Centers for Disease Control and Prevention
The Centers for Disease Control and Prevention have confirmed that the dangerous “kissing bug" is spreading throughout the United States.

SALT LAKE CITY — The Centers for Disease Control and Prevention have confirmed that the dangerous “kissing bug" is spreading throughout the United States.

Last week, the CDC confirmed that a Delaware girl was bitten on the face by the bug, which is typically found in the South. The critters, called triatomine bugs, can spread Chagas disease, which can be dangerous but hard to contract.

According to the CDC, the disease spreads when the bug "poops on or near a person while it is feeding on (their) blood, usually when the person is sleeping.”

The disease spreads "when poop is accidentally rubbed into the bite wound or into a mucous membrane (for example, the eye or mouth), and the parasite enters the body,” according to the CDC.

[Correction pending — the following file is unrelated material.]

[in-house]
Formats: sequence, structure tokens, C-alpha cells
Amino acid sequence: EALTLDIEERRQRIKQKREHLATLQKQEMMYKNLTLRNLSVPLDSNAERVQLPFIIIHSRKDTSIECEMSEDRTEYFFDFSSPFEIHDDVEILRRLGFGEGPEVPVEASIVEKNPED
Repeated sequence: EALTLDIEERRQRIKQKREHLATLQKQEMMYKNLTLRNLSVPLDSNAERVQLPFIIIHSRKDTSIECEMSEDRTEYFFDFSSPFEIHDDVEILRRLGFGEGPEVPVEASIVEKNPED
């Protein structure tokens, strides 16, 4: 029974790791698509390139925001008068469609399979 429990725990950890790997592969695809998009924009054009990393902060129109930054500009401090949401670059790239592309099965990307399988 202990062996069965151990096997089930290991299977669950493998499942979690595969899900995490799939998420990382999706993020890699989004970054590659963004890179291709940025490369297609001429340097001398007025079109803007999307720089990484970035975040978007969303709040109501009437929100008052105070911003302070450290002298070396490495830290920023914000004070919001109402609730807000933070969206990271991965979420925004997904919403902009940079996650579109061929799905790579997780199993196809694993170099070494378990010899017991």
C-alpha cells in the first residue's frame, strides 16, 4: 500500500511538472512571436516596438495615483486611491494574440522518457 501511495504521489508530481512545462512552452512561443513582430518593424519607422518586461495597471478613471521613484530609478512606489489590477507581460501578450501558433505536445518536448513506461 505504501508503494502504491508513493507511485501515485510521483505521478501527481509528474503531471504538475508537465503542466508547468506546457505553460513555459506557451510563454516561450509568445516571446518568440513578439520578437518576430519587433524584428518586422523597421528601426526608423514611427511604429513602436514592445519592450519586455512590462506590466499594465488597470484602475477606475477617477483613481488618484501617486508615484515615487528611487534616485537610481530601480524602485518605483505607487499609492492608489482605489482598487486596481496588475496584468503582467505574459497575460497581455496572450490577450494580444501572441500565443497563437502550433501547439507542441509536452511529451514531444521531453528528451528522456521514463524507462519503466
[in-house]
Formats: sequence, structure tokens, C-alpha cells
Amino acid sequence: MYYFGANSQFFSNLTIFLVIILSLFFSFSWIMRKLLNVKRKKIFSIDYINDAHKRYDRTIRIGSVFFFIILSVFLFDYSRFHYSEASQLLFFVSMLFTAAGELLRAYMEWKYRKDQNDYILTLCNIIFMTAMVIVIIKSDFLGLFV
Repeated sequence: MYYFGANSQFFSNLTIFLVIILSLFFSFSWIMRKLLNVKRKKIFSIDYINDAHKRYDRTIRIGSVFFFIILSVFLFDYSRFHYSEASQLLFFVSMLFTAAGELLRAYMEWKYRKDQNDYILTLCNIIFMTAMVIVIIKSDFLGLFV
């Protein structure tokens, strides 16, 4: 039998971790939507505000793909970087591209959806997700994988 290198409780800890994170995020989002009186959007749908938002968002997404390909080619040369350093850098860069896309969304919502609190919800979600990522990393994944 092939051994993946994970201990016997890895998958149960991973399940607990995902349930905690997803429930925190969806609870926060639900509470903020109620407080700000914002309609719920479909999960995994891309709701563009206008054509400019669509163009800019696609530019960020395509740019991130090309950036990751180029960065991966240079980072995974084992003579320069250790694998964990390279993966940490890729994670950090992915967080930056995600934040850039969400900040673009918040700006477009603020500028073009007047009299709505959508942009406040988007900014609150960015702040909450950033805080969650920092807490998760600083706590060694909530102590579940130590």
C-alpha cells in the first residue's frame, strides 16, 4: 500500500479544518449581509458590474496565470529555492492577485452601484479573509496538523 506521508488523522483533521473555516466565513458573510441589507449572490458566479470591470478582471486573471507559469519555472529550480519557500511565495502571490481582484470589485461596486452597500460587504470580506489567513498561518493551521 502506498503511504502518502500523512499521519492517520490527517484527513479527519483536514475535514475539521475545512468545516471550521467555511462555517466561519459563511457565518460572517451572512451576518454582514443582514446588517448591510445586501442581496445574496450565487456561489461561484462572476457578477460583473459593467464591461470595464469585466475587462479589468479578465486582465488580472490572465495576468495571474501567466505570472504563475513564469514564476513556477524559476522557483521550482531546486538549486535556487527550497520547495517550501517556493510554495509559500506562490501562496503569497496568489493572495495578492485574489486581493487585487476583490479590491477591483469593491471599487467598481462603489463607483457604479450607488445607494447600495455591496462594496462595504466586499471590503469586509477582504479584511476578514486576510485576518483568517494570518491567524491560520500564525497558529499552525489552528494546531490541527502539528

There have been reports of the bug in several Southern and Western states, including Utah, Colorado, Arizona, New Mexico and Nevada, the CDC reports.

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The Delaware girl’s case was reported in July 2018 when the family asked health officials to identify the insect that bit her on the face, Today.com reports. The bug reportedly bit her when she was watching television.

A California mom says she was also bitten by the bug but didn’t even feel it. A large bump appeared on her neck one day and she thought she was bitten by a spider or mosquito, according to Fox News. She didn’t realize until later that the deadly bug had bitten her. She went for testing and found that she had contracted Chagas.